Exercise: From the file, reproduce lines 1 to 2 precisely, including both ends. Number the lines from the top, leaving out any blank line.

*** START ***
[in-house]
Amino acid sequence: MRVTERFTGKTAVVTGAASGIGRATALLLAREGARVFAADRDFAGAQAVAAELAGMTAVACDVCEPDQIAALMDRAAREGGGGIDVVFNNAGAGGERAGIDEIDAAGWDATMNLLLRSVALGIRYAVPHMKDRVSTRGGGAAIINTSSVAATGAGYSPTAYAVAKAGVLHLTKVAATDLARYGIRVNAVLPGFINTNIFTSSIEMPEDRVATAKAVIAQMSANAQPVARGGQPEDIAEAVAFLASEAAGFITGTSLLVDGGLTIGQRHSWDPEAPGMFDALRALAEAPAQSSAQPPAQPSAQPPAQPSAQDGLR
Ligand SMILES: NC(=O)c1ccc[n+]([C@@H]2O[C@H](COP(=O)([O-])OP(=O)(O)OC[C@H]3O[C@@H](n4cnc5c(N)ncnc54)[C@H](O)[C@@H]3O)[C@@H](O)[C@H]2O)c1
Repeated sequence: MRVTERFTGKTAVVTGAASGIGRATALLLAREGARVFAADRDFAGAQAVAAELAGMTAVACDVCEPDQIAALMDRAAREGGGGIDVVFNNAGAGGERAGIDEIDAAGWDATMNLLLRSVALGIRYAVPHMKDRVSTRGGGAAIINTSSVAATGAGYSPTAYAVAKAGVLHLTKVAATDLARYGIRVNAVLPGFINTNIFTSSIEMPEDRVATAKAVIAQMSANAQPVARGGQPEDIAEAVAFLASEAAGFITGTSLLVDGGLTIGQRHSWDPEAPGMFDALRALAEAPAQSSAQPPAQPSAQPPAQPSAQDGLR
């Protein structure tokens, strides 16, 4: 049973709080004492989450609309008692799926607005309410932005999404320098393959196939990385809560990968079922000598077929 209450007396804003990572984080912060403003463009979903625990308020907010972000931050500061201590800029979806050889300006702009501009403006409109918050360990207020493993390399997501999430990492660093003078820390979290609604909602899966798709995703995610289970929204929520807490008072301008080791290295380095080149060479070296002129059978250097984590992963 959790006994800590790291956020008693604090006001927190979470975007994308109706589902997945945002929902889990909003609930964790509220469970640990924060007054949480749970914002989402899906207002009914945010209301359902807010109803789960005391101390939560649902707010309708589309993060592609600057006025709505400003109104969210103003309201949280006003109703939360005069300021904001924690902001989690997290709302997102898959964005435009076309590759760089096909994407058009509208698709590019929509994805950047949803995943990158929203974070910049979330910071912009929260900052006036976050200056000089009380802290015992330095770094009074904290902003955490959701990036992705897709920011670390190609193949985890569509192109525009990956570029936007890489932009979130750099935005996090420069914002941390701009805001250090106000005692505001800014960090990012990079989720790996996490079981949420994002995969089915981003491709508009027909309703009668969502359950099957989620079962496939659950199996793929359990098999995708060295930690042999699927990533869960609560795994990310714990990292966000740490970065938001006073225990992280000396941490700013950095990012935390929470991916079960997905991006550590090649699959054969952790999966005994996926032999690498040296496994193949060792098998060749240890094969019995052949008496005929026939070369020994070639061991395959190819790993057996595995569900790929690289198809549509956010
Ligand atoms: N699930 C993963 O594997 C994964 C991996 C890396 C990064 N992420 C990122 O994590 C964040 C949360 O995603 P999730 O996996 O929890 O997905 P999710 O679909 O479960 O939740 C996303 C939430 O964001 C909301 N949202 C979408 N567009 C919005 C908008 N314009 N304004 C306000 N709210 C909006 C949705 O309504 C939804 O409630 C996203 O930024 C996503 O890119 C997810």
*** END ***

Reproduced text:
[in-house]
Amino acid sequence: MRVTERFTGKTAVVTGAASGIGRATALLLAREGARVFAADRDFAGAQAVAAELAGMTAVACDVCEPDQIAALMDRAAREGGGGIDVVFNNAGAGGERAGIDEIDAAGWDATMNLLLRSVALGIRYAVPHMKDRVSTRGGGAAIINTSSVAATGAGYSPTAYAVAKAGVLHLTKVAATDLARYGIRVNAVLPGFINTNIFTSSIEMPEDRVATAKAVIAQMSANAQPVARGGQPEDIAEAVAFLASEAAGFITGTSLLVDGGLTIGQRHSWDPEAPGMFDALRALAEAPAQSSAQPPAQPSAQPPAQPSAQDGLR